911 changed the landscape. The Twin Towers fell in the eyes of the world, while radical Islamist groups, foreign and domestic, took center stage. Other broad-based attacks in Europe and Asia, as well as waves of intifadas, became more commonplace, and it became painfully obvious that the international courts, the United Nations, and the worldwide media reacted with biased condemnation of Israel’s defense of itself and its annoying reluctance to cease to exist. Unable to win the military wars, the War of Words through the transmission of social media and the proliferation of instantaneous news emerged as the predominant battlefield. That army outnumbered and out-spent the voices that responded against the lies, misrepresentations and outright distortion of truth that assaulted the ears, eyes, minds and hearts of a world that had not fought and defeated Nazism a half century before. Generations of listeners, readers and viewers found themselves inundated with information in schools, universities and their homes — all camouflaged as “anti-apartheid,” “anti-colonialism,” “anti-Israel,” — but really targeted against Jews worldwide. So successful was this relentless campaign, that even Jews increasingly turned against Jews, inside and outside of Israel.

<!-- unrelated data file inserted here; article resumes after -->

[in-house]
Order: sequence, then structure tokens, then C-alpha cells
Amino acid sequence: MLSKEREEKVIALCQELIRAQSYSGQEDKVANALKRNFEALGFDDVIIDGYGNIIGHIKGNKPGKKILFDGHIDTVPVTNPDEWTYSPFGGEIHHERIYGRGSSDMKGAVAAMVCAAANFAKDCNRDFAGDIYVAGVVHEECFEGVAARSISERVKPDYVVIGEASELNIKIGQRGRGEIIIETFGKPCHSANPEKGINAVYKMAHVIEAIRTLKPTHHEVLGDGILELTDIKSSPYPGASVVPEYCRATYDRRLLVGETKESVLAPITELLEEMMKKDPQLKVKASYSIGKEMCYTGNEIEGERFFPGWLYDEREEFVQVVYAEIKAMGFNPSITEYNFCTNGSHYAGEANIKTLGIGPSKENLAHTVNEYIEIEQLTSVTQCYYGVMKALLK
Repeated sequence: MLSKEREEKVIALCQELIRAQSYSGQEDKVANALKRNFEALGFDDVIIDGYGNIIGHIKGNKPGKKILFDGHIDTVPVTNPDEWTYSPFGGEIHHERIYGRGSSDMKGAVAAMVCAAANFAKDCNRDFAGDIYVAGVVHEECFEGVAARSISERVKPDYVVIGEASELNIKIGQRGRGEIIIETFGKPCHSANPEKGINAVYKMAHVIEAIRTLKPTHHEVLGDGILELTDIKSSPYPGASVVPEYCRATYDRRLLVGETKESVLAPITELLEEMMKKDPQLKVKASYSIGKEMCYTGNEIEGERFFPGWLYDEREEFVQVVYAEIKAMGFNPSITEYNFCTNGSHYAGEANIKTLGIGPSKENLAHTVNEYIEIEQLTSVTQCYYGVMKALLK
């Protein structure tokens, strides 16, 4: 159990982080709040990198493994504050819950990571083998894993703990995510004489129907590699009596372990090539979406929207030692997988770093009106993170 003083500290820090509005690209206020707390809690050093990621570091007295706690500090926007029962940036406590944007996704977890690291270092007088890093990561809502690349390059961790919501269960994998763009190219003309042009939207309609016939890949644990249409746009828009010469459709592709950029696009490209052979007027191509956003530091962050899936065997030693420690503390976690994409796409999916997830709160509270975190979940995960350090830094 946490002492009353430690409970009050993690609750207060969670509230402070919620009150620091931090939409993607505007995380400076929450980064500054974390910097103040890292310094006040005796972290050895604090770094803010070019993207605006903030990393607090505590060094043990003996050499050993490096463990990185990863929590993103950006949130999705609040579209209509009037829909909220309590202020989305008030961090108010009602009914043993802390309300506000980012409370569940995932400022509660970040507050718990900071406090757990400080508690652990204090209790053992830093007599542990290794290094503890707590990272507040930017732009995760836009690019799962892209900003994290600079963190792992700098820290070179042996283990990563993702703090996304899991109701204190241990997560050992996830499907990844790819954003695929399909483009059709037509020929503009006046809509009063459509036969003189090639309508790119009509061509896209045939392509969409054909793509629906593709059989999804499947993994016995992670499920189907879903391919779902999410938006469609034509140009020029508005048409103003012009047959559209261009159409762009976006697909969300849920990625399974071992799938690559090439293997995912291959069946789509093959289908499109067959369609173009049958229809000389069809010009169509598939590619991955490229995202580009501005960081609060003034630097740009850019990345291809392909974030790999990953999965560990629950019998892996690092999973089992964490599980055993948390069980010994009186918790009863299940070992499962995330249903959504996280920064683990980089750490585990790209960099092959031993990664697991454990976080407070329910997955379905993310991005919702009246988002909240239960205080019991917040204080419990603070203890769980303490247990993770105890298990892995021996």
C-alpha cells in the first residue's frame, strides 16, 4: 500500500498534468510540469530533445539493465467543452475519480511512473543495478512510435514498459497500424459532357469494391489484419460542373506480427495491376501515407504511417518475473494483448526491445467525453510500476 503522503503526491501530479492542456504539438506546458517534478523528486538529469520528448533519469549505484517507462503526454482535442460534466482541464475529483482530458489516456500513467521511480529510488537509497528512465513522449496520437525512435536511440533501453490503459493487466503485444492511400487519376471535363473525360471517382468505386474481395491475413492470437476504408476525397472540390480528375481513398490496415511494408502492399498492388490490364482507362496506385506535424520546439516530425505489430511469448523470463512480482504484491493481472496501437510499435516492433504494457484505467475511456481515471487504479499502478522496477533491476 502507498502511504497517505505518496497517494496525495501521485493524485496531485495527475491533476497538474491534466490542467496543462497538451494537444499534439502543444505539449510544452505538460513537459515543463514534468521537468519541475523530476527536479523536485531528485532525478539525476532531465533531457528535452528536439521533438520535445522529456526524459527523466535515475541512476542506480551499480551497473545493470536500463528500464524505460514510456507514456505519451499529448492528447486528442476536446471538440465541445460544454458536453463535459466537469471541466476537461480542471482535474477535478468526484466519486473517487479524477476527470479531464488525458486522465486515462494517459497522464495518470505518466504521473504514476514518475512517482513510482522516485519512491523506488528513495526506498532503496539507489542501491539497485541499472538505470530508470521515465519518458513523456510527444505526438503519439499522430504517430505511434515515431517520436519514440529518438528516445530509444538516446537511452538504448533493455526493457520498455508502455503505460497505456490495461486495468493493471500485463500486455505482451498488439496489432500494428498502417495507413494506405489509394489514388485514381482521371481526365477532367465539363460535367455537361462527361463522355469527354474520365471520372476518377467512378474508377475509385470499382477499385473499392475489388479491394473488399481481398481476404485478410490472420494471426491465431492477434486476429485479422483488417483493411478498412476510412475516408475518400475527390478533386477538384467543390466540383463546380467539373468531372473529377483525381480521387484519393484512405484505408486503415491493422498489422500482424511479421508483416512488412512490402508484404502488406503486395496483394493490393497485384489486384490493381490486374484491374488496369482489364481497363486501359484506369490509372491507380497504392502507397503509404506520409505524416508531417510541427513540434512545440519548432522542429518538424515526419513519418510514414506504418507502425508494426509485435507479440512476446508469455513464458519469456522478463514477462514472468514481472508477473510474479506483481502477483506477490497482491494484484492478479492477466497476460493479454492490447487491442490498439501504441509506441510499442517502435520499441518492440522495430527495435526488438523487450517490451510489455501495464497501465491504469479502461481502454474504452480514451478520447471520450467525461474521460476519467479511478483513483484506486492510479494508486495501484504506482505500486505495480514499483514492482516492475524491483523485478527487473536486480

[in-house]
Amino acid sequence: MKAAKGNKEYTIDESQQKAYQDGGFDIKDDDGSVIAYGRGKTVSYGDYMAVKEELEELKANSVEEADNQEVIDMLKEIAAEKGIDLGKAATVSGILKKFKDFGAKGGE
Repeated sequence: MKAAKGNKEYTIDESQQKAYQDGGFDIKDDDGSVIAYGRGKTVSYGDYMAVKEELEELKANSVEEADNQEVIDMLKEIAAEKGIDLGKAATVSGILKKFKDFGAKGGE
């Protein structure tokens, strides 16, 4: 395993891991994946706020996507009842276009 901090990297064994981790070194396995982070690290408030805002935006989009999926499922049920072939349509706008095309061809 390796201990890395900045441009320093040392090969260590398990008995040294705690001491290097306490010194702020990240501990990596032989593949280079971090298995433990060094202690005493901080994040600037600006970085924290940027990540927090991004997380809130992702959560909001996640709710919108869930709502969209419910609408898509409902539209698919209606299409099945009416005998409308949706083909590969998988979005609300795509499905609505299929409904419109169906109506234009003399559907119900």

Came COVID-19 and the world suffered not only the deadly silent enemy of the pandemic, but the isolationism, lockdowns and economic collapse that followed, became a crucible for a more insidious dis-ease. Like so many times in history, and more reminiscent of pre-WWII Europe, widespread disease and depression sought an old scapegoat. This time, however, it did not get confined by oceans or borders, but permeated, as did the pandemic, every corner of the world. Black Lives Matter and Marxism were invigorated by the murders of George Floyd and others at the hands of bad cops, while deaf to the cries of thousands of widows and mothers in inner cities where their loved ones were victims of Black-on-Black violence of unheard-of proportions. Perhaps more metastatic and long-lasting than the virus itself, was the perfect storm we now experience on a global level.